Skills Minister Nick Boles has outlined how post-16 education area reviews will provide the means for sixth form colleges (SFCs) to become academies.
Chancellor George Osborne’s announcement in last month’s Budget that sixth form colleges could become academies and thereby stop paying VAT led to speculation that such change in status might be a way to avoid the reviews.
With no school or academy listed as automatically involved in any of the seven area reviews announced so far, it was thought that dropping the SFC status might provide an exemption.
However, in response to a parliamentary question from Conservative MP Bob Blackman, Mr Boles said any SFC conversion plans would be addressed alongside other area review outcomes, and added that colleges choosing not to convert would face further scrutiny.
“We will give sixth form colleges the opportunity to establish themselves as 16-to-19 academies as part of the area reviews of post-16 education and training,” said Mr Boles.
“When a college’s application is approved, it will be eligible for VAT reimbursement as soon as it has been re-established with 16-to-19 academy status,” he added.
“Once all the area reviews have been completed, we will of course review which SFCs have not yet taken up the option and what course they want to take.”
It has led to a call for the seven area reviews already under way to be extended to allow the 33 SFCs involved to “develop their plans and understand the finer detail of conversion”.
But just days after Mr Boles’s answer to Mr Blackman, Education Minister Lord Nash said he expected the number of SFCs becoming academies to be in “double figures”.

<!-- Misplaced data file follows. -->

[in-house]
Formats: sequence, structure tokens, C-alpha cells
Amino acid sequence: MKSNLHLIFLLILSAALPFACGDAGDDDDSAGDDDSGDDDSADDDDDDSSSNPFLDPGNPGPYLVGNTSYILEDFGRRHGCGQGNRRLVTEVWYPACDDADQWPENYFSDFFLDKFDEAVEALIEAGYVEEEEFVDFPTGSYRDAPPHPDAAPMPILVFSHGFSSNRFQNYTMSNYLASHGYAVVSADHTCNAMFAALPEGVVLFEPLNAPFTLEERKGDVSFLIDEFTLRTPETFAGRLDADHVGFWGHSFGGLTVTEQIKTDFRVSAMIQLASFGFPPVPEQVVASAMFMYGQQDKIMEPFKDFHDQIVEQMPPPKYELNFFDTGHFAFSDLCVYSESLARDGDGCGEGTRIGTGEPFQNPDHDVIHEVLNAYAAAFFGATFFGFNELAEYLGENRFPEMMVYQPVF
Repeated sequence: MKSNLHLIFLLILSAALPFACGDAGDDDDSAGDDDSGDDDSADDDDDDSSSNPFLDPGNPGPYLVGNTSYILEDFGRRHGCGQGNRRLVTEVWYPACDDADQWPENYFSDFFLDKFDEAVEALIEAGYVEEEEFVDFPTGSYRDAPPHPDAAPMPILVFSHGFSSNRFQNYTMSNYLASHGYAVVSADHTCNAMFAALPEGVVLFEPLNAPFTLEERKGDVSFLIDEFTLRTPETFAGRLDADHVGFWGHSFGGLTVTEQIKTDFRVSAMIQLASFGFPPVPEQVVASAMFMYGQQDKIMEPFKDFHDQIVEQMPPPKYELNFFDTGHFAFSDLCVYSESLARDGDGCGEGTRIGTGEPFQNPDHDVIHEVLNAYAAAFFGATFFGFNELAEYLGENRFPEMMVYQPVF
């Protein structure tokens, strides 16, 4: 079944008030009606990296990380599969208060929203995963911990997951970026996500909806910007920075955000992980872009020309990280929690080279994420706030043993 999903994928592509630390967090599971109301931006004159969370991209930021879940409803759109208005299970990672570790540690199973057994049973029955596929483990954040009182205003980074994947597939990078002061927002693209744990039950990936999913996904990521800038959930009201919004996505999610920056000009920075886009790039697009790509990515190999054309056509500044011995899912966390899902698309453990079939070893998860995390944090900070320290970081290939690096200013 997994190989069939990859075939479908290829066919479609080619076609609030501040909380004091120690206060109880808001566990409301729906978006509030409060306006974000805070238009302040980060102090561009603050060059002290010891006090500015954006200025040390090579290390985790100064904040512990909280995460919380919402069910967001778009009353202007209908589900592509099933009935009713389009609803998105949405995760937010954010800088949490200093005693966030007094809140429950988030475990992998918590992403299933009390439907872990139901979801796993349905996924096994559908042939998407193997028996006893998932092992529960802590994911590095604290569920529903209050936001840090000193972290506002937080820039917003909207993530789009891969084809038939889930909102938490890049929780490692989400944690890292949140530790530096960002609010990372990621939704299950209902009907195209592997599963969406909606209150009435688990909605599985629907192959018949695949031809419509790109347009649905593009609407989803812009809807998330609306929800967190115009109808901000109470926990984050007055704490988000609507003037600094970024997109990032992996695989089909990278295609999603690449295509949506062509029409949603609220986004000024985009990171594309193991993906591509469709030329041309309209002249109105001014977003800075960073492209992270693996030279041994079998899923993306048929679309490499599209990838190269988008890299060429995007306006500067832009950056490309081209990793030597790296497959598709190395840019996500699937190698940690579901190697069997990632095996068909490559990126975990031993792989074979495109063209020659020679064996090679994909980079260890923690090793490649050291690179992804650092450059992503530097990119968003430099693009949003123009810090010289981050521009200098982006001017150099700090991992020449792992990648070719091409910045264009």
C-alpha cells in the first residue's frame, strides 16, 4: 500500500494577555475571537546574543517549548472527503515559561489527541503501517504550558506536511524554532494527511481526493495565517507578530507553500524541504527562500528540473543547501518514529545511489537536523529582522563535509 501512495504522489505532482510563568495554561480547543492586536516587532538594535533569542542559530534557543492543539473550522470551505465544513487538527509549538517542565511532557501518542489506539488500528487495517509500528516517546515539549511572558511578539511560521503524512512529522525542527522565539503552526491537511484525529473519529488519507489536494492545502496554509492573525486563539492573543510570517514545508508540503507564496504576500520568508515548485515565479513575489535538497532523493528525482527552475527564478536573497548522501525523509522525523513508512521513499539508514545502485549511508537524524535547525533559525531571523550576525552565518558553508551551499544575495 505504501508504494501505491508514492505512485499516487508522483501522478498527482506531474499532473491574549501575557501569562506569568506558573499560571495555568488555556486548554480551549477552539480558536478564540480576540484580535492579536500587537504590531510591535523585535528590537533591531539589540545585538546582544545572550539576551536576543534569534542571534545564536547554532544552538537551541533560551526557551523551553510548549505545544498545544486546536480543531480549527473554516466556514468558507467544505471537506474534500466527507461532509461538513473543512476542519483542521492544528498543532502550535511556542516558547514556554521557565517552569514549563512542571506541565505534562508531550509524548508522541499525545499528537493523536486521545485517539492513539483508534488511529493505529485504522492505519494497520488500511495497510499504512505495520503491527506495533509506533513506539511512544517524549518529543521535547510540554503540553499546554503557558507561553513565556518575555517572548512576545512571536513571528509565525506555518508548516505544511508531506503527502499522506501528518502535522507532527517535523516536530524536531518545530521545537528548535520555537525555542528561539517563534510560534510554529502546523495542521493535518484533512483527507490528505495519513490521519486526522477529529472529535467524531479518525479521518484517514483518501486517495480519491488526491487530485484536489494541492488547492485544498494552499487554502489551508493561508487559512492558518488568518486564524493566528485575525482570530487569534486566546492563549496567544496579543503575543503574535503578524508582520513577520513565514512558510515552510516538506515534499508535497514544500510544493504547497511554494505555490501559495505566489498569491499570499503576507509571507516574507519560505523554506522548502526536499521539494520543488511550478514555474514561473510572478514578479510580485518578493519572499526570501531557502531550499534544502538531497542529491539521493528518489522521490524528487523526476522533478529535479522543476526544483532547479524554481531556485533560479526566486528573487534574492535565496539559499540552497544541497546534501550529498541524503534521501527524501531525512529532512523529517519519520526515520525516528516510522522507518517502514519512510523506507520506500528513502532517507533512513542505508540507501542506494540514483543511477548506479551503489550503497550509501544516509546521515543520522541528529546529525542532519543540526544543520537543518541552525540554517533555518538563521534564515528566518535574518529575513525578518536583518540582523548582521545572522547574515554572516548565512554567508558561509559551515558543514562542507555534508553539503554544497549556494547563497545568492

There are currently 93 SFCs which educate around 160,000 16 to 19-year-olds, therefore his estimate, aired at the House of Commons Education Select Committee meeting on December 2, could theoretically mean all SFCs converting.
James Kewin, deputy chief executive of the Sixth Form Colleges’ Association, said he welcomed the news his members would be able to apply for academy status via area reviews.
“Academy status is a great opportunity for some SFCs, but governing bodies will want to see the formal guidance that is expected in February 2016 before making a decision on whether to convert.
“It would be helpful if the first wave of reviews was extended to allow the SFCs involved more time to develop their plans and understand the finer detail of conversion.”
A Department for Business, Innovation and Skills (BIS) spokesperson said: “We recognise the urgency for sixth form colleges in the first wave of reviews.
“We will be working with these colleges to ensure that they have the opportunity to develop information to support an application and can begin preparing applications in advance of publication of detailed criteria in February, while continuing to be a key player in the local review to secure the best outcomes in their area.”